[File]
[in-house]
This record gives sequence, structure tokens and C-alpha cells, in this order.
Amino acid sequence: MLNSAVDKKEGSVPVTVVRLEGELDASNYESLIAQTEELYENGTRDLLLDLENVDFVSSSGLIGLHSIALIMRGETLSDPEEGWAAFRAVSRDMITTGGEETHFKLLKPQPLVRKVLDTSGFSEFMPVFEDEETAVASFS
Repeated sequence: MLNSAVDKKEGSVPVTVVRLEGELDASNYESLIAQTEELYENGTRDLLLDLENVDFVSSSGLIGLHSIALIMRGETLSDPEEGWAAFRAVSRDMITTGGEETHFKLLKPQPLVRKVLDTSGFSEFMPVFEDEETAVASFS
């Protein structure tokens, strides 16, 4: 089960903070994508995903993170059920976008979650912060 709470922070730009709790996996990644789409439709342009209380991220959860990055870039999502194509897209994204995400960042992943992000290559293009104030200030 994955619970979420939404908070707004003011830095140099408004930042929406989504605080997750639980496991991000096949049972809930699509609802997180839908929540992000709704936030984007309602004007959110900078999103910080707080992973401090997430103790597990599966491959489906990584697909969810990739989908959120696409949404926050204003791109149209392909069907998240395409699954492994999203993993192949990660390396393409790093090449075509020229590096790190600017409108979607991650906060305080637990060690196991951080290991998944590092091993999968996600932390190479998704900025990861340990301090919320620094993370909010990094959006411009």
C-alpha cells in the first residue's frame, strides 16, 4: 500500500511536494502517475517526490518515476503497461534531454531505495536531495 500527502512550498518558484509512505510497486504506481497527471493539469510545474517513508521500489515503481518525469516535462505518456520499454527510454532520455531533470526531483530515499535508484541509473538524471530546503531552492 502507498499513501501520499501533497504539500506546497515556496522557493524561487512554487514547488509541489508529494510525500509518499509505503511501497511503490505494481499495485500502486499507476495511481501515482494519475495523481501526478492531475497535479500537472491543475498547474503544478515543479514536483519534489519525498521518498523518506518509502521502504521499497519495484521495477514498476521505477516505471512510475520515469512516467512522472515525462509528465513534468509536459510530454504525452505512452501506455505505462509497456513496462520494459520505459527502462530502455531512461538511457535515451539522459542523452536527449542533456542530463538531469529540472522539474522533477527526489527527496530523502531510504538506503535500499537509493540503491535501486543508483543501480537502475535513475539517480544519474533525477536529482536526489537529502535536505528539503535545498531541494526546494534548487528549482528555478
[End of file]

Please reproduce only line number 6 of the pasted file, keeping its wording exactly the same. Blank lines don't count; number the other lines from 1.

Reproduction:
C-alpha cells in the first residue's frame, strides 16, 4: 500500500511536494502517475517526490518515476503497461534531454531505495536531495 500527502512550498518558484509512505510497486504506481497527471493539469510545474517513508521500489515503481518525469516535462505518456520499454527510454532520455531533470526531483530515499535508484541509473538524471530546503531552492 502507498499513501501520499501533497504539500506546497515556496522557493524561487512554487514547488509541489508529494510525500509518499509505503511501497511503490505494481499495485500502486499507476495511481501515482494519475495523481501526478492531475497535479500537472491543475498547474503544478515543479514536483519534489519525498521518498523518506518509502521502504521499497519495484521495477514498476521505477516505471512510475520515469512516467512522472515525462509528465513534468509536459510530454504525452505512452501506455505505462509497456513496462520494459520505459527502462530502455531512461538511457535515451539522459542523452536527449542533456542530463538531469529540472522539474522533477527526489527527496530523502531510504538506503535500499537509493540503491535501486543508483543501480537502475535513475539517480544519474533525477536529482536526489537529502535536505528539503535545498531541494526546494534548487528549482528555478